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HURT
The Inspiring, Untold Story of Trauma Care
by
Catherine Musemeche, M.D.
Genre: Medicine / Medical History
Date of Publication: September 6, 2016
Publisher: ForeEdge
# of pages: 268
Synopsis

The heroic story of the invention of trauma care, from  battlefield triage to level 1 trauma centers Trauma is a disease of epidemic proportions that preys on the young, killing more Americans up to age thirty-seven than all other afflictions combined. Every year an estimated 2.8 million people are hospitalized for injuries and more than 180,000 people die.

We take for granted that no matter how or where we are injured, someone will call 911 and trained first responders will show up to insert IVs, stop the bleeding, and swiftly deliver us to a hospital staffed by doctors and nurses with the expertise necessary to save our lives. None of this happened on its own.

Told through the eyes of a surgeon who has flown on rescue helicopters, resuscitated patients in trauma centers in Houston and Chicago, and operated on hundreds of trauma victims of all ages, Hurt takes us on a tour of the advancements in injury treatment from the battlefields of the Civil War to the state-of-the-art trauma centers of today.

PRAISE FOR HURT: THE INSPIRING, UNTOLD STORY OF TRAUMA CARE

“Musemeche’s fast-paced medical history mixes the gritty reality of treating life-threatening injuries—including her own heart-pounding experiences as surgeon—with an unfettered optimism about what trauma care can now promise: an assurance that most people will survive even a devastating injury.”

—Publishers Weekly

“Hurt is a fascinating journey through the history of trauma care in this country. Musemeche’s unique ability to weave moving, personal stories with intriguing facts takes this book well beyond a great read. It is an education in the human spirit.” —Paul Ruggieri, MD, author of Confessions of a Surgeon and The Cost of Cutting


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GuestPost

“Expanding the Golden Hour”
Guest Post
by Catherine Musemeche, M.D.

R. Adams Cowley of Maryland Shock Trauma was the first to describe “the golden hour,” the critical hour after injury during which action must be taken to save a patient’s life. Treatment of injury is time-sensitive. Patients must be treated in that first hour after injury, before they bleed out and before the body’s predetermined biological processes set the scene for shock to take hold.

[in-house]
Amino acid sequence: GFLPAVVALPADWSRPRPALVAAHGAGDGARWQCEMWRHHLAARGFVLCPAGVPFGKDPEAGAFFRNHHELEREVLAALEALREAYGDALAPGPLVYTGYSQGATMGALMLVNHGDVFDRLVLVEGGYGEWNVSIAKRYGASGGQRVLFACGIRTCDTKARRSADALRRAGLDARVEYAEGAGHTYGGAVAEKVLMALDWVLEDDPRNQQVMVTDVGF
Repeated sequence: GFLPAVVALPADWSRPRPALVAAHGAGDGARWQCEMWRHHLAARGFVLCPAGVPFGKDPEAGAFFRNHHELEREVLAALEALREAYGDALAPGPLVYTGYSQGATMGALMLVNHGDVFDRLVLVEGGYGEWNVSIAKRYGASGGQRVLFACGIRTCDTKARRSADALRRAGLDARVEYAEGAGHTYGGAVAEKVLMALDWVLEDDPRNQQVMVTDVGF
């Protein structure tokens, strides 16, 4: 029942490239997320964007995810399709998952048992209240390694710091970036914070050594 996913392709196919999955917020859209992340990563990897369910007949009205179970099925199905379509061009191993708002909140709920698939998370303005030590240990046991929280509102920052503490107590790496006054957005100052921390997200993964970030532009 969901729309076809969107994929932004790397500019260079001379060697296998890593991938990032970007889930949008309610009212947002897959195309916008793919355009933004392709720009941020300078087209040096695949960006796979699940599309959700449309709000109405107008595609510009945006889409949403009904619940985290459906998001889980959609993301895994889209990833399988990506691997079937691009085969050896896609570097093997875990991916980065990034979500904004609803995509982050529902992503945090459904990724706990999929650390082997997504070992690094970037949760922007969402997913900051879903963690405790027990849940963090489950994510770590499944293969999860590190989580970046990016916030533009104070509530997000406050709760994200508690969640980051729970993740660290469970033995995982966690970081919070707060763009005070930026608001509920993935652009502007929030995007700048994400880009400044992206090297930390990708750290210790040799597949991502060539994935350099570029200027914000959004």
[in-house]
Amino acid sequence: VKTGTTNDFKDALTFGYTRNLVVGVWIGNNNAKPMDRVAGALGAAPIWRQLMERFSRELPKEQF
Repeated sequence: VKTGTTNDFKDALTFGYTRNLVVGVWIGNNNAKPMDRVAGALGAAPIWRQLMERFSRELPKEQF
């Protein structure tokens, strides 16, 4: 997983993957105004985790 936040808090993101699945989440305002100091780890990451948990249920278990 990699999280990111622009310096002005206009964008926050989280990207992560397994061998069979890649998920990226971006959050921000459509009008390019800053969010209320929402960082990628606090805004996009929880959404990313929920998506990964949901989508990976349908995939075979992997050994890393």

But getting a patient to a hospital within that first hour is not always possible and when it’s not we need to think of ways to expand the golden hour, to give our patients their best chances of survival in the field. Nowhere has this been better demonstrated than on the battlefield, particularly in the last decade of war. 

One of the best ways to expand the golden hour and buy time for a patient in the field is to stop the bleeding. Military doctors found that most combat casualties die within ten minutes of being wounded and usually from exsanguination. Tourniquets had fallen out of favor during World War II and Vietnam over concerns about choking off the blood supply to a damaged limb but they have made a comeback because of concerns over fatal hemorrhage. 

The Combat Application Tourniquet (CAT) is a simple tourniquet that can be applied by a wounded soldier using only one hand. Applying a tourniquet before a patient goes into shock can improve survival by 90 percent. Tourniquets have been so effective in combat that the CAT is becoming part of standard civilian EMS procedure again and even some police are carrying them.

Other ways to expand the golden hour include using hemostatic bandages like QuikClot Combat Gauze, bandages impregnated with kaolin, an agent that accelerates the body’s own clotting mechanisms. There is even a way to stem suspected internal bleeding. The XStat, the “medical version of Fix-a-Flat,” is a syringe filled with small spongelike discs impregnated with a clotting agent. The syringe can be deployed into an open wound like a bullet hole in the abdomen to help tamponade internal bleeding. 

These hemorrhage control measures will only buy so much time for the injured. When effective, however, they might just delay the onset of shock and expand the golden hour sufficiently to save the patient. 

More on bleeding and R Adams Cowley in Chapters 6 & 7 of HURT: the inspiring, untold story of trauma care.

about the author

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Dr. Catherine Musemeche is a pediatric surgeon, attorney and author who lives in Austin, Texas. She was born and raised in Orange, Texas and attended Lutcher Stark High School. She is a graduate of the University of Texas in Austin, The University of Texas McGovern Medical School in Houston, The Anderson School of Management in Albuquerque, New Mexico and The University of Texas School of Law in Austin, Texas. Dr. Musemeche is a former surgery professor at the University of Texas Medical School in Houston, the MD Anderson Hospital and Tumor Institute and the University of New Mexico where she was the Chief of Pediatric Surgery and Pediatric Trauma. She currently works in the field of regulatory medicine.

In addition to publishing extensively in the medical literature, Dr. Musemeche has been a guest contributor to the New York Times. Her writing has also been published on NPR.org, KevinMD.com, in the anthology At the End of Life: True Stories About How We Die and in the Journal of Creative Nonfiction. Her first book, Small: Life and Death on the Front Lines of Pediatric Surgery was nominated for the Pen American/E.O. Wilson Literary Science Award and was awarded the Writer’s League of Texas Discovery Prize for nonfiction. Her second book, Hurt: The Inspiring, Untold Story of Trauma Care will be published in September of this year.

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